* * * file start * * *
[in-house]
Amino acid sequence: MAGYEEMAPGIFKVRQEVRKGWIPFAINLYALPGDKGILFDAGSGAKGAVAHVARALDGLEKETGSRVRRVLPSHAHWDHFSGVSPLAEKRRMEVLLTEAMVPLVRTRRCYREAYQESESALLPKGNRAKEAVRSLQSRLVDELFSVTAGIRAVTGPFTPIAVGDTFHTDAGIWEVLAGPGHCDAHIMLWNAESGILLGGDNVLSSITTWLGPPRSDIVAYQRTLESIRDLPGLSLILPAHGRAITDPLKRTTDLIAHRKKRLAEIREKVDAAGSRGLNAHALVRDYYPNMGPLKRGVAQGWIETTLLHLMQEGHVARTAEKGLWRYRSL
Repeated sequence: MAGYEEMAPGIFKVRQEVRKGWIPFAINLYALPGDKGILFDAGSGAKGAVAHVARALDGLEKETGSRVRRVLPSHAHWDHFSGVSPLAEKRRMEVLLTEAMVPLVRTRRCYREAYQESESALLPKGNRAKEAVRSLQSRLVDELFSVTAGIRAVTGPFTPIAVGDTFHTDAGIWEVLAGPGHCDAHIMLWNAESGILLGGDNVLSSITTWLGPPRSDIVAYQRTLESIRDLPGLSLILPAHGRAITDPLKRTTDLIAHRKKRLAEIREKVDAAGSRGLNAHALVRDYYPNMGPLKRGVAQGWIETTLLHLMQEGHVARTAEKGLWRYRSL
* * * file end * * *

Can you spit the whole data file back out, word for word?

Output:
[in-house]
Amino acid sequence: MAGYEEMAPGIFKVRQEVRKGWIPFAINLYALPGDKGILFDAGSGAKGAVAHVARALDGLEKETGSRVRRVLPSHAHWDHFSGVSPLAEKRRMEVLLTEAMVPLVRTRRCYREAYQESESALLPKGNRAKEAVRSLQSRLVDELFSVTAGIRAVTGPFTPIAVGDTFHTDAGIWEVLAGPGHCDAHIMLWNAESGILLGGDNVLSSITTWLGPPRSDIVAYQRTLESIRDLPGLSLILPAHGRAITDPLKRTTDLIAHRKKRLAEIREKVDAAGSRGLNAHALVRDYYPNMGPLKRGVAQGWIETTLLHLMQEGHVARTAEKGLWRYRSL
Repeated sequence: MAGYEEMAPGIFKVRQEVRKGWIPFAINLYALPGDKGILFDAGSGAKGAVAHVARALDGLEKETGSRVRRVLPSHAHWDHFSGVSPLAEKRRMEVLLTEAMVPLVRTRRCYREAYQESESALLPKGNRAKEAVRSLQSRLVDELFSVTAGIRAVTGPFTPIAVGDTFHTDAGIWEVLAGPGHCDAHIMLWNAESGILLGGDNVLSSITTWLGPPRSDIVAYQRTLESIRDLPGLSLILPAHGRAITDPLKRTTDLIAHRKKRLAEIREKVDAAGSRGLNAHALVRDYYPNMGPLKRGVAQGWIETTLLHLMQEGHVARTAEKGLWRYRSL